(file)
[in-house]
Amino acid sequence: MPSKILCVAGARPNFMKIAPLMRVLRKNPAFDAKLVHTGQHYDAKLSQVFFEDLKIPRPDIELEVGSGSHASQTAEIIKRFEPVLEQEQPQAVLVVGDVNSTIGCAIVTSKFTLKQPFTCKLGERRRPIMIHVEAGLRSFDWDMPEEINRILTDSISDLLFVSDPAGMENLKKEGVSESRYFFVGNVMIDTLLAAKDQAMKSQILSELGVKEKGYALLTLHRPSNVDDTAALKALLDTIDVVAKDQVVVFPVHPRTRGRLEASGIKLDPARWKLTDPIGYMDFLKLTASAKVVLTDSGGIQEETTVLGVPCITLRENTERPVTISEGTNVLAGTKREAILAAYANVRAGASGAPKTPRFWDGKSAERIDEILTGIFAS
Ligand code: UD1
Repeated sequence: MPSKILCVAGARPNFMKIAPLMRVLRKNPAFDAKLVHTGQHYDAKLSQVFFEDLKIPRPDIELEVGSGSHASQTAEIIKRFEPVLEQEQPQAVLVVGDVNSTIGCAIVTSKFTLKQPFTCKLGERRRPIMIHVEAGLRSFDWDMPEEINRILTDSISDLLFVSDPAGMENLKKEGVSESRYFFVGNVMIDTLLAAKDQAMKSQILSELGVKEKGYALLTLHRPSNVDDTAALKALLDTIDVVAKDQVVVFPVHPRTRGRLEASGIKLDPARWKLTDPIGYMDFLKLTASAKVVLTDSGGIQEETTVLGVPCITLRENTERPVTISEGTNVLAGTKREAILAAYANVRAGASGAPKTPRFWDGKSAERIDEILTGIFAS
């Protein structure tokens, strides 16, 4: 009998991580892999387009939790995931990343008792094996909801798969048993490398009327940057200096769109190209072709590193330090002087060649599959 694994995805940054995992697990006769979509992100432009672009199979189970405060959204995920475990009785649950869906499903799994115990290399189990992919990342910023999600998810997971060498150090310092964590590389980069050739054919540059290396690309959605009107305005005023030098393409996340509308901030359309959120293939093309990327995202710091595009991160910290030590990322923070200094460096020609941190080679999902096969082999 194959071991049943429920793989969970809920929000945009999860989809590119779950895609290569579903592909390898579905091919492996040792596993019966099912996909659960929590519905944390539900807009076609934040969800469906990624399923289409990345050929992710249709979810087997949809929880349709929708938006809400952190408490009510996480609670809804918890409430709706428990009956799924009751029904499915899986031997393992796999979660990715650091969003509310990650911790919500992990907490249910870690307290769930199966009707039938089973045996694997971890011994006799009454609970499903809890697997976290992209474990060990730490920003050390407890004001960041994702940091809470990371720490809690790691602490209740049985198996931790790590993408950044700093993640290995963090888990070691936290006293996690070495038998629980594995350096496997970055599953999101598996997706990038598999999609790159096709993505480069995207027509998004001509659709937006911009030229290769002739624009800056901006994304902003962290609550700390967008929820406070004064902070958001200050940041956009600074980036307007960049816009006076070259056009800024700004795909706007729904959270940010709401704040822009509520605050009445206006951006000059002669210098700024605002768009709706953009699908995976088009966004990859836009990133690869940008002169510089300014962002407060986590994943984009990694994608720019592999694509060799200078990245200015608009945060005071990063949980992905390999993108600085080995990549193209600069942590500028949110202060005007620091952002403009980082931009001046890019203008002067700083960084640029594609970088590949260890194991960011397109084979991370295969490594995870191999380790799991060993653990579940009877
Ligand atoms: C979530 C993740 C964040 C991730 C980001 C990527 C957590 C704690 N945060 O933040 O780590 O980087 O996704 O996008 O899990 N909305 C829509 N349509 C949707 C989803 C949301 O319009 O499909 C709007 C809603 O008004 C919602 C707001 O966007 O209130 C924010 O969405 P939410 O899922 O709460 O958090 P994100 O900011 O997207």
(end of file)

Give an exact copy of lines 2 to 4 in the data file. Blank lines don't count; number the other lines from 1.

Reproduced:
Amino acid sequence: MPSKILCVAGARPNFMKIAPLMRVLRKNPAFDAKLVHTGQHYDAKLSQVFFEDLKIPRPDIELEVGSGSHASQTAEIIKRFEPVLEQEQPQAVLVVGDVNSTIGCAIVTSKFTLKQPFTCKLGERRRPIMIHVEAGLRSFDWDMPEEINRILTDSISDLLFVSDPAGMENLKKEGVSESRYFFVGNVMIDTLLAAKDQAMKSQILSELGVKEKGYALLTLHRPSNVDDTAALKALLDTIDVVAKDQVVVFPVHPRTRGRLEASGIKLDPARWKLTDPIGYMDFLKLTASAKVVLTDSGGIQEETTVLGVPCITLRENTERPVTISEGTNVLAGTKREAILAAYANVRAGASGAPKTPRFWDGKSAERIDEILTGIFAS
Ligand code: UD1
Repeated sequence: MPSKILCVAGARPNFMKIAPLMRVLRKNPAFDAKLVHTGQHYDAKLSQVFFEDLKIPRPDIELEVGSGSHASQTAEIIKRFEPVLEQEQPQAVLVVGDVNSTIGCAIVTSKFTLKQPFTCKLGERRRPIMIHVEAGLRSFDWDMPEEINRILTDSISDLLFVSDPAGMENLKKEGVSESRYFFVGNVMIDTLLAAKDQAMKSQILSELGVKEKGYALLTLHRPSNVDDTAALKALLDTIDVVAKDQVVVFPVHPRTRGRLEASGIKLDPARWKLTDPIGYMDFLKLTASAKVVLTDSGGIQEETTVLGVPCITLRENTERPVTISEGTNVLAGTKREAILAAYANVRAGASGAPKTPRFWDGKSAERIDEILTGIFAS